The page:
By IQT News posted 25 Dec 2020

(Deloitte.com.nl) The goal of this discussion by Deloitte is to present a balanced view regarding the risks that quantum computers pose to Bitcoin.  One finding  by the authors is that “About 25% of the Bitcoins in circulation are vulnerable to a quantum attack. At the current price this is over 40 billion USD. 

The authors of this study answered the following questions to arrive at the conclusion:
1) How many Bitcoins could be stolen now if a sufficiently large quantum computer was available?
2) What can one do to mitigate the risk of Bitcoins being stolen by an adversary with a quantum computer?
3) Is the Bitcoin blockchain inherently resilient to quantum attacks now and in the future?

1) Imagine that someone manages to build a quantum computer today and is therefore able to derive private keys. How many Bitcoins will be in danger?
To answer this question, authors analyzed the entire Bitcoin blockchain to identify which coins are vulnerable to an attack from a quantum computer. All coins in p2pk addresses and reused p2pkh addresses are vulnerable to a quantum attack. The number of coins in p2pk addresses has stayed practically constant (circa 2M Bitcoins). A reasonable assumption is  these coins have never been moved from their original address.
As p2pkh was introduced 2010, it quickly became dominant. Most of the coins created since then are stored in this type of address. The number of Bitcoins stored in reused p2pkh increases from 2010 to 2014, and since then is decreasing slowly to reach the current amount of 2.5M Bitcoins. This suggests that people are generally following the best practice of not using p2pk address as well as not reusing p2pkh addresses. Nevertheless, there are still over 4 million BTC (about 25% of all Bitcoins) which are potentially vulnerable to a quantum attack. At the current price this is over 40 billion USD.

The authors write: “If you have Bitcoins in a vulnerable address and believe that progress in quantum computing is more advanced than publicly known, then you should probably transfer your coins to a new p2pkh address (don’t forget to make a secure backup of your private key).”

2) What can one do to mitigate the risk of Bitcoins being stolen by an adversary with a quantum computer?
p2pk and reused p2pkh addresses are vulnerable to quantum attacks. However, p2pkh addresses that have never been used to spend Bitcoins are safe, as their public keys are not yet public. If you transfer your Bitcoins to a new p2pkh address, then they should not be vulnerable to a quantum attack.
Many owners of vulnerable Bitcoins have lost their private keys. These coins cannot be transferred and are waiting to be taken by the first person who manages to build a sufficiently large quantum computer. A way to address this issue is to come to a consensus within the Bitcoin community and provide an ultimatum for people to move their coins to a safe address. After a predefined period, coins in unsafe addresses would become unusable.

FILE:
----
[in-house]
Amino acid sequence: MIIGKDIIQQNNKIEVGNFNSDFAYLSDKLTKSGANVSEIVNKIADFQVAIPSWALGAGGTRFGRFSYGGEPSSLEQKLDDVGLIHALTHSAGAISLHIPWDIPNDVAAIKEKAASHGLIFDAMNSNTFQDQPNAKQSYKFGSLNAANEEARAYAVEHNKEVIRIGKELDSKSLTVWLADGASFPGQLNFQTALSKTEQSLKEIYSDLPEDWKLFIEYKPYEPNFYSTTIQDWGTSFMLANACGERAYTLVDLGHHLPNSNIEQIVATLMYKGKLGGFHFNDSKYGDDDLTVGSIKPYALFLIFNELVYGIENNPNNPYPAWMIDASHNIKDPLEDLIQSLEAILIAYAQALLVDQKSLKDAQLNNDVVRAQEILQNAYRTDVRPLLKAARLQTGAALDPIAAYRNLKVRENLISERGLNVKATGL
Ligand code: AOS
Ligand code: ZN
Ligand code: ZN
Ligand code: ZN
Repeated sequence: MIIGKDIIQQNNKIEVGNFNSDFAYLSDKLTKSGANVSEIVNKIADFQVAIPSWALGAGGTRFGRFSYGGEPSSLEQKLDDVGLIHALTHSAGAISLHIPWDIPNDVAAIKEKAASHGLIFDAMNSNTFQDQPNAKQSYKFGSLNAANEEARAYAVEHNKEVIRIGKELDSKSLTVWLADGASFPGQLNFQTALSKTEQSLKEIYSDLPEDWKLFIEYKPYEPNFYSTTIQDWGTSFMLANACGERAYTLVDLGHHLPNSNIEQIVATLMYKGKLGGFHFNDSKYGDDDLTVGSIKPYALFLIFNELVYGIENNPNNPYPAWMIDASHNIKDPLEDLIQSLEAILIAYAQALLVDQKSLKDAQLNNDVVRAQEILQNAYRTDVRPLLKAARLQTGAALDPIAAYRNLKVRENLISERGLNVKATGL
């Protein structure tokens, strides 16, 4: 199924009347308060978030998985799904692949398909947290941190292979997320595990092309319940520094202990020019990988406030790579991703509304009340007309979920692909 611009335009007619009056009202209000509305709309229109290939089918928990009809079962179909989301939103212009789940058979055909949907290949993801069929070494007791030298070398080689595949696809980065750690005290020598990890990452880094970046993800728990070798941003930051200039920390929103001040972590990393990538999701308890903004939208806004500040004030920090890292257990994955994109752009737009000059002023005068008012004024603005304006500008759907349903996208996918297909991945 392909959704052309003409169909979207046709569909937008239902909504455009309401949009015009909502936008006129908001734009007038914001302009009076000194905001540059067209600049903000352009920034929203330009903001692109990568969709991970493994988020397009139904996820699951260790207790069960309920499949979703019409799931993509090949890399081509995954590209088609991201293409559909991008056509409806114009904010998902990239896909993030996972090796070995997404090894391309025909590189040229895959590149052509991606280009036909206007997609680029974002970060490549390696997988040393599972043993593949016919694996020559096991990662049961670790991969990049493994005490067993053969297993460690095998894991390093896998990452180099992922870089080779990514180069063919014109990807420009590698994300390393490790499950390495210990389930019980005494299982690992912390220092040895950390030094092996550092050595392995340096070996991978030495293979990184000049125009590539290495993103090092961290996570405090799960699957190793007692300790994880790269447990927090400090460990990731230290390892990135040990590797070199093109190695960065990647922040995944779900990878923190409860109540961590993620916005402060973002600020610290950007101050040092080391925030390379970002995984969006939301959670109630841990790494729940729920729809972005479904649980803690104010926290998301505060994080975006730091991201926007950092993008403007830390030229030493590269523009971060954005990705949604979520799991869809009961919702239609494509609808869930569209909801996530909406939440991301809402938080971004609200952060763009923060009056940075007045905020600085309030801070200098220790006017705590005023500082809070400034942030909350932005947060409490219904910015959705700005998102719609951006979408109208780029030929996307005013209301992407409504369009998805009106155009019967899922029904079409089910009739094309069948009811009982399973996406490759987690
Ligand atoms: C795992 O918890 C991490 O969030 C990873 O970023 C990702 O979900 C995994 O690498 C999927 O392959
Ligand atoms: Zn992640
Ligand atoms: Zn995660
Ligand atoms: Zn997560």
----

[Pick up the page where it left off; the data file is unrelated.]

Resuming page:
3) Is the Bitcoin blockchain inherently resilient to quantum attacks now and in the future?
Assume that all owners of vulnerable Bitcoins transfer their funds to safe addresses (everyone who lost their private key ‘magically’ finds them). The prerequisite of being “quantum safe” is that the public key associated with this address is not public. The moment you want to transfer coins from such a “safe” address, you also reveal the public key, making the address vulnerable.
From that moment until your transaction is “mined”, an attacker who possesses a quantum computer gets a window of opportunity to steal your coins. In the Bitcoin blockchain it currently takes about 10 minutes for transactions to be mined. As long as it takes a quantum computer longer to derive the private key of a specific public key then the network should be safe against a quantum attack. Current scientific estimations predict that a quantum computer will take about 8 hours to derive a typical Bitcoin private key, which means that Bitcoin should be, in principle, resistant to quantum attacks.

Authors: Itan Barnes is a member of the cryptography team at Deloitte’s cyber risk services department. He has broad experience in both academia and industry and holds a Ph.D in experimental physics.
Bran Basch is a consultant within the Risk Advisory’s blockchain team. He performs research on the inner workings of blockchain but also help out with software development in client projects

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